Women’s Participation in Water Management – Comparing the Peruvian Andes and Canada’s British Columbia Water Basin

Alexandra Carlier

My personal relationship with water has taken me from Europe to the Americas and now to writing these lines from Vancouver, Canada and the office of CIRDI.

I was born in the warmth of Bolivia’s Santa Cruz de la Sierra and grew up in Brussels. After more than 10 years of fieldwork in Peru, I now live in Lima, where I have lectured at the Pontifical Catholic University of Peru for three years. In addition, I have consulted for different national and international public and private institutions.

My fieldwork for past 12 years has been in glacial and non-glacial watersheds in the Peruvian Andes, focused on the relationship between IWRM, environmental management in mining contexts, resolution of conflicts and climate change. The central axis of my research is to promote the well-being of the Indigenous peoples and the rural and urban peasant communities in the Peruvian basins.

In mid-2016, I started collaborating with CIRDI as a consultant, supporting the development of the IWRM project in Peru. Since then, I have been able to deepen the relationship between water, mining, citizen participation and gender.

In Vancouver, I am part of a research project that focuses on strategies for political participation by women in a central Andes peasant community related to environmental management and large-scale mining. This study was inspired and informed by the role of women in two events hosted by CIRDI’s Integrated Water Management Project in Peru: the Third Participatory Environmental Monitoring Workshop and the Gender, Water and Mining Conference.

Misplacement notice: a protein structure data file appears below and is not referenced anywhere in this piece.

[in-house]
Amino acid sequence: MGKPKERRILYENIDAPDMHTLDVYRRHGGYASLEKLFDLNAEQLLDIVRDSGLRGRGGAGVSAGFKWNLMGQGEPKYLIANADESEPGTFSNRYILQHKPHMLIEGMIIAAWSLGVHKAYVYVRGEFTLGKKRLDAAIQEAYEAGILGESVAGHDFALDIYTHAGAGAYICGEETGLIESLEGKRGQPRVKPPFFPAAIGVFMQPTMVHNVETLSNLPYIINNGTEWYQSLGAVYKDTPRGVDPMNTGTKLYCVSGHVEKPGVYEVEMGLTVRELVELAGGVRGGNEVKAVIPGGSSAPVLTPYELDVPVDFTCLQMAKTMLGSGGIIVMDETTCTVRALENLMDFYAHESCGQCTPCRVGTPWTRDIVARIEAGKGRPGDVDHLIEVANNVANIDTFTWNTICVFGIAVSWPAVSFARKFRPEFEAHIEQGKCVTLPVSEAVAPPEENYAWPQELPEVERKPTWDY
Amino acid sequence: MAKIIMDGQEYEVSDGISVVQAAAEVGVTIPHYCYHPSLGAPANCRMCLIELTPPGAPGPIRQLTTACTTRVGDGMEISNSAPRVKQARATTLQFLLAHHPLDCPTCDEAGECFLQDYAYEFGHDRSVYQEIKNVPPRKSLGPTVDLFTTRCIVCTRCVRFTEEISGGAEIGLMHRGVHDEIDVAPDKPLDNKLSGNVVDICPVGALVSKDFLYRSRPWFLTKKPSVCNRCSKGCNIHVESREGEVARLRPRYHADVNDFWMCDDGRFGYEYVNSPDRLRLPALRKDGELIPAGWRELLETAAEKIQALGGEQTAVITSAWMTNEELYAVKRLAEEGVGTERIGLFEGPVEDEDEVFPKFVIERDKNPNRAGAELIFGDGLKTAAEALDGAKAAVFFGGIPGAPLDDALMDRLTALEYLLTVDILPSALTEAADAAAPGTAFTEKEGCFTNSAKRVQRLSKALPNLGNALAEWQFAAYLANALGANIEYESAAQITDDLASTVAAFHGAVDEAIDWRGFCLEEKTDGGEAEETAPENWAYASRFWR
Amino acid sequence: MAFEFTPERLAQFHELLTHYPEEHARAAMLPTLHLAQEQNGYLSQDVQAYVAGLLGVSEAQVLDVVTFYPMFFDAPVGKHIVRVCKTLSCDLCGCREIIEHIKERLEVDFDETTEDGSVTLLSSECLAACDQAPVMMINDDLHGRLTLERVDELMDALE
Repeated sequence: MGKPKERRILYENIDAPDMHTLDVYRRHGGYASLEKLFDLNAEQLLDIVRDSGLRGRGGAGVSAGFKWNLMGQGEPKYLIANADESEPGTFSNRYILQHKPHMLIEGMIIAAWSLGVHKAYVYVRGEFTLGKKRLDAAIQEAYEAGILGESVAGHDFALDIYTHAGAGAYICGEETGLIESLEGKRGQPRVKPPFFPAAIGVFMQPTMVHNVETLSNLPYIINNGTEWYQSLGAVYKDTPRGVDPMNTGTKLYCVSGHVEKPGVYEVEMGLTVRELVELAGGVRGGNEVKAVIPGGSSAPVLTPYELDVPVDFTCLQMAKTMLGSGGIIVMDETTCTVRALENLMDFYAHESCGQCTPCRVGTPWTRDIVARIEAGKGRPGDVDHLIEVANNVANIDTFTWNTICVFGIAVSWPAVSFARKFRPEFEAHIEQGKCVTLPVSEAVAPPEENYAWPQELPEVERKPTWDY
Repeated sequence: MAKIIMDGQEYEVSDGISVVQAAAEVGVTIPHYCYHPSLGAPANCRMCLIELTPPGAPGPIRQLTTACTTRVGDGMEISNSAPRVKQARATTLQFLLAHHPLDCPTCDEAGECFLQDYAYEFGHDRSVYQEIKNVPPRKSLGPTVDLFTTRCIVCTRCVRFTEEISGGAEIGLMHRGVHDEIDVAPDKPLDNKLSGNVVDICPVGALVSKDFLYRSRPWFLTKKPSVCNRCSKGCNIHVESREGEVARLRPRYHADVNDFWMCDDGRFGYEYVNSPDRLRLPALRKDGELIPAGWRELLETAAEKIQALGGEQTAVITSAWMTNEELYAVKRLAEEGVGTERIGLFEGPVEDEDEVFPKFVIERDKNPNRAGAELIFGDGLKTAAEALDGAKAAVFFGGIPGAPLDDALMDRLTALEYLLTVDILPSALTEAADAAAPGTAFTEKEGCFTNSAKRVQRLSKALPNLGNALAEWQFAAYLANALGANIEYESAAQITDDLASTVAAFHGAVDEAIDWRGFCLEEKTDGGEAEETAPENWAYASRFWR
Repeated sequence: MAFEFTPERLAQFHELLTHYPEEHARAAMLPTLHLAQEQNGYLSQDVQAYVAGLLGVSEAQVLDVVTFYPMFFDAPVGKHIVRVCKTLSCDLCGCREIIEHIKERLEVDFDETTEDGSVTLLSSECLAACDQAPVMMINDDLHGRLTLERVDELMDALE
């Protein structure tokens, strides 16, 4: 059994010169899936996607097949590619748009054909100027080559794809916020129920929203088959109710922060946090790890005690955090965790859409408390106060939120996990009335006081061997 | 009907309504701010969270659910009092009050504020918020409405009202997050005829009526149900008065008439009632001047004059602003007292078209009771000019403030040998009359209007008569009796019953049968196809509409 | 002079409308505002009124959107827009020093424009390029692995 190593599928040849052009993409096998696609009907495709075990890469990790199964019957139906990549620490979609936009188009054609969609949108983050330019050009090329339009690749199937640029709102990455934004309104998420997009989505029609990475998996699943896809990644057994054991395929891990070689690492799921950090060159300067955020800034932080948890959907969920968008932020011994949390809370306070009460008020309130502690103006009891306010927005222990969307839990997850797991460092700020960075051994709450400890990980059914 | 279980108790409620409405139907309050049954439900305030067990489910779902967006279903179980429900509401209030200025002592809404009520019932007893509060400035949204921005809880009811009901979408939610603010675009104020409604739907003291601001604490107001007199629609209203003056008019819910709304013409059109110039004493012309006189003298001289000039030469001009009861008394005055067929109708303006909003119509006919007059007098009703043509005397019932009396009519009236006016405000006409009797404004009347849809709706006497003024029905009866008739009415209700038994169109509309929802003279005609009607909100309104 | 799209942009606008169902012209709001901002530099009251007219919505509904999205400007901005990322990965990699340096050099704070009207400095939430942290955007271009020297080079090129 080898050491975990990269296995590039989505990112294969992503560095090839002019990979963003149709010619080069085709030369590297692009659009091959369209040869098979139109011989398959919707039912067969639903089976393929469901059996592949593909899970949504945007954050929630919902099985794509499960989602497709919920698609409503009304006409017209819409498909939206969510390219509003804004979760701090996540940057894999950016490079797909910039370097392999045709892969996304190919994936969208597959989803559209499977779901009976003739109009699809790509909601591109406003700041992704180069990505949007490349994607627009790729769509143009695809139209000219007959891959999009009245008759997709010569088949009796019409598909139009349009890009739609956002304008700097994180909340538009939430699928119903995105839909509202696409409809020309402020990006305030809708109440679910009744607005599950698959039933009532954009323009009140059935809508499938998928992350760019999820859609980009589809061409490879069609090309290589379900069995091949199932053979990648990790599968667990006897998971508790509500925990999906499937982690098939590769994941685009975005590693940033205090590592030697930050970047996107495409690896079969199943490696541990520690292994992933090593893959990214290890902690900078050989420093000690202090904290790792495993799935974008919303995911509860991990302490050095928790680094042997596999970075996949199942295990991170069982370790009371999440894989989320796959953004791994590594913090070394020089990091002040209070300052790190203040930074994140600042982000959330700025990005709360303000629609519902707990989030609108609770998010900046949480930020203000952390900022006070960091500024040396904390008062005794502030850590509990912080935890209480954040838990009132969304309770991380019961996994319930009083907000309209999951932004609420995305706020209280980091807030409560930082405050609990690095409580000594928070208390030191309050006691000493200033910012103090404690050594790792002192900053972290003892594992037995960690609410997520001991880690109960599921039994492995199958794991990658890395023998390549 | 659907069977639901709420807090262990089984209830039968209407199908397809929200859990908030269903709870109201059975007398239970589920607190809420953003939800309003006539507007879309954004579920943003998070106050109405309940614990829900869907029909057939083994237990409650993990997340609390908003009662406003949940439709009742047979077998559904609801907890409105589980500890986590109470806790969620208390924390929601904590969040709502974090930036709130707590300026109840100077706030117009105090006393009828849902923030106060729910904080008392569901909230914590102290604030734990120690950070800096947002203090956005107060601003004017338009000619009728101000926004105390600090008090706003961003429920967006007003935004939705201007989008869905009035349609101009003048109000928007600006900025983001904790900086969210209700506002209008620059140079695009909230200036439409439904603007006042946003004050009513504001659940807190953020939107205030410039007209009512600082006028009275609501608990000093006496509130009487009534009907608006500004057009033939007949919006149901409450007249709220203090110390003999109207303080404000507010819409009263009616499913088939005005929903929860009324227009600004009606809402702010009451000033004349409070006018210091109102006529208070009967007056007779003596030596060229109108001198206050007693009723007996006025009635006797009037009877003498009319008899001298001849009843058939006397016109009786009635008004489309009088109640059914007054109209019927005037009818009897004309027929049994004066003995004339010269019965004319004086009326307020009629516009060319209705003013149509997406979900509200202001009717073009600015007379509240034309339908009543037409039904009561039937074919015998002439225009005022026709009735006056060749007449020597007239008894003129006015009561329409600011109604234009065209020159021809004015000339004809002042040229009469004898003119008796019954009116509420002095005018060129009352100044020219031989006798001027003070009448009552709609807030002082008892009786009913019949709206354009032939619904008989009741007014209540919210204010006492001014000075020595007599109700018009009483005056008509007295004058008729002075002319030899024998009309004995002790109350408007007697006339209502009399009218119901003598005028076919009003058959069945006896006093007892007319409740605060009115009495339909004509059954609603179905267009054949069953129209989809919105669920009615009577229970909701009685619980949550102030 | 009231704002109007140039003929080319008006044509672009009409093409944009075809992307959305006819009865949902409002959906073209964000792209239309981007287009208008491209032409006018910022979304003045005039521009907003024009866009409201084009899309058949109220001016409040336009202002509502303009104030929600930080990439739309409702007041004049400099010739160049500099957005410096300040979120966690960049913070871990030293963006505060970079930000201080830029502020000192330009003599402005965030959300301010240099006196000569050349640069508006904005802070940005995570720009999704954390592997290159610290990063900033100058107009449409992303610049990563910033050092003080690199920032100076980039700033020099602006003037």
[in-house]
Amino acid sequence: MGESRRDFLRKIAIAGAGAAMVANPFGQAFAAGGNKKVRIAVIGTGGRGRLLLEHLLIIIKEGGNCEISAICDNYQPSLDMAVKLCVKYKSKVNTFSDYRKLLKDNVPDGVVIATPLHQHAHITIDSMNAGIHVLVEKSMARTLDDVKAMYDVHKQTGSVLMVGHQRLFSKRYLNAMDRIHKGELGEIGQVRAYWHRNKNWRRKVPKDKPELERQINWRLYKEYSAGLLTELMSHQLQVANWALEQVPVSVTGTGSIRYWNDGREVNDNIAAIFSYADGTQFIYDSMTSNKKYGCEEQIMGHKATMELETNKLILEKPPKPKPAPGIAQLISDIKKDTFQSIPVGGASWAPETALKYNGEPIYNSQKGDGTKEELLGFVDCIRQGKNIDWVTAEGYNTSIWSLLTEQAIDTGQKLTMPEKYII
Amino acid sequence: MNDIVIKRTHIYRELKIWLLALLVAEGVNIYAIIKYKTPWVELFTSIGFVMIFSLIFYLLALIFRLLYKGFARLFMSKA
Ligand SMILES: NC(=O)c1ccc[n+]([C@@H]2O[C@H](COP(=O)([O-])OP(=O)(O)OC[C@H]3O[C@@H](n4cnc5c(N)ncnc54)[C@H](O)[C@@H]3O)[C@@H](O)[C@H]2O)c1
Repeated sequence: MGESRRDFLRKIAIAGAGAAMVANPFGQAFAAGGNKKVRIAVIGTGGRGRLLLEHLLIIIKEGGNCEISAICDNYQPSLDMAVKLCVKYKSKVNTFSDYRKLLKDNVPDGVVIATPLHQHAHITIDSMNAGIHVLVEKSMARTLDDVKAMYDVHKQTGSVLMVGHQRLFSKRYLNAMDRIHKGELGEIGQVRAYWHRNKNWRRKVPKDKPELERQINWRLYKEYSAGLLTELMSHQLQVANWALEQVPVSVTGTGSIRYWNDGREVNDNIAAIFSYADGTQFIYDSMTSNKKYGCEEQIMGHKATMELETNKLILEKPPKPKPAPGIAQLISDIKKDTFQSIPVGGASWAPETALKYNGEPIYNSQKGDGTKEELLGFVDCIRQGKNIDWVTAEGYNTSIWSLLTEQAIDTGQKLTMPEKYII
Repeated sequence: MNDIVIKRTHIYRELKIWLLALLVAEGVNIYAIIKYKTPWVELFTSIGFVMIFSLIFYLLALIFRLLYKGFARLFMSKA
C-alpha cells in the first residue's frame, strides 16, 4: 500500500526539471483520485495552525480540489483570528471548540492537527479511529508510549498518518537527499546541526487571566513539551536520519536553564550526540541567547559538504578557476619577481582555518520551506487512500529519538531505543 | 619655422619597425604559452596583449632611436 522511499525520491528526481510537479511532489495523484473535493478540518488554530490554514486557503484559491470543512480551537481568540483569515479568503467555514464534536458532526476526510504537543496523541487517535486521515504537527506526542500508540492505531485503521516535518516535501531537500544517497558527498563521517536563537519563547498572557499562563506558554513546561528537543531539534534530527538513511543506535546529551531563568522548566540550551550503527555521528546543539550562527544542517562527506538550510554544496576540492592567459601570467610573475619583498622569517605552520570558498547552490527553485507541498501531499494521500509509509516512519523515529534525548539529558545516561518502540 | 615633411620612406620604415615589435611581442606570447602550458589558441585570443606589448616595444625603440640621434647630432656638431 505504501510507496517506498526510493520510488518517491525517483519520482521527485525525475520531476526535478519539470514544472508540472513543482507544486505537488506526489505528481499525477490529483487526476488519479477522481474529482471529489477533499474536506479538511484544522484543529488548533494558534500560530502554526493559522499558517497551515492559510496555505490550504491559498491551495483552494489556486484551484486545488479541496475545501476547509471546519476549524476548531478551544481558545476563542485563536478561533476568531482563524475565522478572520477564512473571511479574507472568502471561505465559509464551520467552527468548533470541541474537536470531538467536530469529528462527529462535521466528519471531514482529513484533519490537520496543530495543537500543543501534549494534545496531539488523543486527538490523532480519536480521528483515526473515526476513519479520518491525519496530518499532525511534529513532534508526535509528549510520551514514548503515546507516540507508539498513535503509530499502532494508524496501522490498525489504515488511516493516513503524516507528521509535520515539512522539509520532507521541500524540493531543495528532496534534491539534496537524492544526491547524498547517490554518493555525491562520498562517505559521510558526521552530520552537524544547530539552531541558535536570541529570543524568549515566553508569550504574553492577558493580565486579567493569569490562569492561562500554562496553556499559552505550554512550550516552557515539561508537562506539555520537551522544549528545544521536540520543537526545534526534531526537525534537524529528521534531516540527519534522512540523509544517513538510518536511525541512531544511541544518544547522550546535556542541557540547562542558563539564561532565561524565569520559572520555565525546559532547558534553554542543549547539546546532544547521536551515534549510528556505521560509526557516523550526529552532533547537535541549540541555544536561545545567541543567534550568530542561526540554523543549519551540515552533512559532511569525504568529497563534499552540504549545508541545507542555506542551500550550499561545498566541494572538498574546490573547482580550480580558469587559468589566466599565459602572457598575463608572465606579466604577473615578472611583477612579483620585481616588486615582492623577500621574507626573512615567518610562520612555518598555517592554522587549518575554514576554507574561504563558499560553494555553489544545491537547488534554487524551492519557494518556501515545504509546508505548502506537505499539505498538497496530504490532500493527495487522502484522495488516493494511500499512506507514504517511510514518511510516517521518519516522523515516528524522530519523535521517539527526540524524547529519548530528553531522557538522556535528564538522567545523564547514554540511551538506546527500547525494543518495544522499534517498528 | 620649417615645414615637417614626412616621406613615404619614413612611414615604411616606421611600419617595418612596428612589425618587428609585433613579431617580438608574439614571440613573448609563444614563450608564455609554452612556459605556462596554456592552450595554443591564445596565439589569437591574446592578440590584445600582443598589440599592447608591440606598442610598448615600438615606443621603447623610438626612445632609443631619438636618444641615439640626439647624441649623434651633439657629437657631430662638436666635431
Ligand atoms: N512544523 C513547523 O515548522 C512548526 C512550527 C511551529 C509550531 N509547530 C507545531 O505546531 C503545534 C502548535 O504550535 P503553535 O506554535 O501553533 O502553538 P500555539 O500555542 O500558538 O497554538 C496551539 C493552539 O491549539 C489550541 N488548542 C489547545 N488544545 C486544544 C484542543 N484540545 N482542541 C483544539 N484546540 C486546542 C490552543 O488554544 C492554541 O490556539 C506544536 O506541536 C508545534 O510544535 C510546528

Alexandra Carlier, Cordillera Real, La Paz, Bolivia

I extend my thanks for a Mobility and Research grant from the Vice-rectorate for Research, Pontificia Universidad Católica del Perú (PUCP) with support from CIRDI and the University of British Columbia.

I hope my stay in Vancouver will allow me to compare my research findings in Peru with different dimensions of women’s participation in water management in the British Columbia basin. In addition, I hope that this study will serve to guide political processes that reduce the vulnerability of women in mining contexts in Peru.

About the Researcher

Alexandra Carlier is an anthropologist and archaeologist with a PhD from the Faculty of Philosophy and Letters at the Free University of Brussels. She specializes in the study of water resources and high-Andean agricultural systems management in ancient and contemporary Peru. Today she is dedicated to identifying and analyzing multiple social processes related to the integrated water resources management (IWRM) in a context of climate change.

Published August 22, 2017

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